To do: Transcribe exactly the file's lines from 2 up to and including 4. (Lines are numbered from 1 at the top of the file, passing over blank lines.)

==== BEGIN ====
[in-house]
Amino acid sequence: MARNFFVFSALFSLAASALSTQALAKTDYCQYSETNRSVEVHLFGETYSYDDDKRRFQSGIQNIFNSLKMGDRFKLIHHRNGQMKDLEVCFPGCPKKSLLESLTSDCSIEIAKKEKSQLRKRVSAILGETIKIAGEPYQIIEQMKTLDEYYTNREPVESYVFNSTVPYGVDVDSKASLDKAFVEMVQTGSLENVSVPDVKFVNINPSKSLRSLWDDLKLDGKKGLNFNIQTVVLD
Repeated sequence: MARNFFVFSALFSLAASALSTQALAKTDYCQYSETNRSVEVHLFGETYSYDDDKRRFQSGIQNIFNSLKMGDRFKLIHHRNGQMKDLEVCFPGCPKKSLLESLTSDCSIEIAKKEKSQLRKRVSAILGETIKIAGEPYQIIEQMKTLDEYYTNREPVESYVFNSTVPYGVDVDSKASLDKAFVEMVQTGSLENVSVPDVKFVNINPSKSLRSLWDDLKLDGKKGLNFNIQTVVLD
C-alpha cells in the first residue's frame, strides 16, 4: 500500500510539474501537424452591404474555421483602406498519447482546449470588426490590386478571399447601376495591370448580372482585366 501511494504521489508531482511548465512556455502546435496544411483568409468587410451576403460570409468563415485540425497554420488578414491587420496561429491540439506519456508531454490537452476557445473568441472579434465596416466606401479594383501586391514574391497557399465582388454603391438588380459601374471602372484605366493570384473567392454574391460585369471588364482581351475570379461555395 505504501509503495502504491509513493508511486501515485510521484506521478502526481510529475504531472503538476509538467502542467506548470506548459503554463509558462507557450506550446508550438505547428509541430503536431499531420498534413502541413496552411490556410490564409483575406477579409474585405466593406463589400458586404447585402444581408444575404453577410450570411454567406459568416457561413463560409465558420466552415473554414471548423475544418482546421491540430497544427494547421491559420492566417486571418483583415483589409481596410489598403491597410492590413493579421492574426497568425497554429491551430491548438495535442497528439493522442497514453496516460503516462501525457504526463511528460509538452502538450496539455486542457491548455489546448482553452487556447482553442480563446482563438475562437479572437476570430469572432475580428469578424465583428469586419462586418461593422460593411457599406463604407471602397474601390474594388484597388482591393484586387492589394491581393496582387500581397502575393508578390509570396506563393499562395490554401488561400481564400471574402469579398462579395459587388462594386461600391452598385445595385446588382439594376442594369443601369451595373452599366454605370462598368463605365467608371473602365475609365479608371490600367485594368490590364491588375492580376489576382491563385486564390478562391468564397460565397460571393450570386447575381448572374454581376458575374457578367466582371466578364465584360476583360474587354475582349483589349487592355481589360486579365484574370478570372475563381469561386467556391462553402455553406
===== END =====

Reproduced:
Amino acid sequence: MARNFFVFSALFSLAASALSTQALAKTDYCQYSETNRSVEVHLFGETYSYDDDKRRFQSGIQNIFNSLKMGDRFKLIHHRNGQMKDLEVCFPGCPKKSLLESLTSDCSIEIAKKEKSQLRKRVSAILGETIKIAGEPYQIIEQMKTLDEYYTNREPVESYVFNSTVPYGVDVDSKASLDKAFVEMVQTGSLENVSVPDVKFVNINPSKSLRSLWDDLKLDGKKGLNFNIQTVVLD
Repeated sequence: MARNFFVFSALFSLAASALSTQALAKTDYCQYSETNRSVEVHLFGETYSYDDDKRRFQSGIQNIFNSLKMGDRFKLIHHRNGQMKDLEVCFPGCPKKSLLESLTSDCSIEIAKKEKSQLRKRVSAILGETIKIAGEPYQIIEQMKTLDEYYTNREPVESYVFNSTVPYGVDVDSKASLDKAFVEMVQTGSLENVSVPDVKFVNINPSKSLRSLWDDLKLDGKKGLNFNIQTVVLD
C-alpha cells in the first residue's frame, strides 16, 4: 500500500510539474501537424452591404474555421483602406498519447482546449470588426490590386478571399447601376495591370448580372482585366 501511494504521489508531482511548465512556455502546435496544411483568409468587410451576403460570409468563415485540425497554420488578414491587420496561429491540439506519456508531454490537452476557445473568441472579434465596416466606401479594383501586391514574391497557399465582388454603391438588380459601374471602372484605366493570384473567392454574391460585369471588364482581351475570379461555395 505504501509503495502504491509513493508511486501515485510521484506521478502526481510529475504531472503538476509538467502542467506548470506548459503554463509558462507557450506550446508550438505547428509541430503536431499531420498534413502541413496552411490556410490564409483575406477579409474585405466593406463589400458586404447585402444581408444575404453577410450570411454567406459568416457561413463560409465558420466552415473554414471548423475544418482546421491540430497544427494547421491559420492566417486571418483583415483589409481596410489598403491597410492590413493579421492574426497568425497554429491551430491548438495535442497528439493522442497514453496516460503516462501525457504526463511528460509538452502538450496539455486542457491548455489546448482553452487556447482553442480563446482563438475562437479572437476570430469572432475580428469578424465583428469586419462586418461593422460593411457599406463604407471602397474601390474594388484597388482591393484586387492589394491581393496582387500581397502575393508578390509570396506563393499562395490554401488561400481564400471574402469579398462579395459587388462594386461600391452598385445595385446588382439594376442594369443601369451595373452599366454605370462598368463605365467608371473602365475609365479608371490600367485594368490590364491588375492580376489576382491563385486564390478562391468564397460565397460571393450570386447575381448572374454581376458575374457578367466582371466578364465584360476583360474587354475582349483589349487592355481589360486579365484574370478570372475563381469561386467556391462553402455553406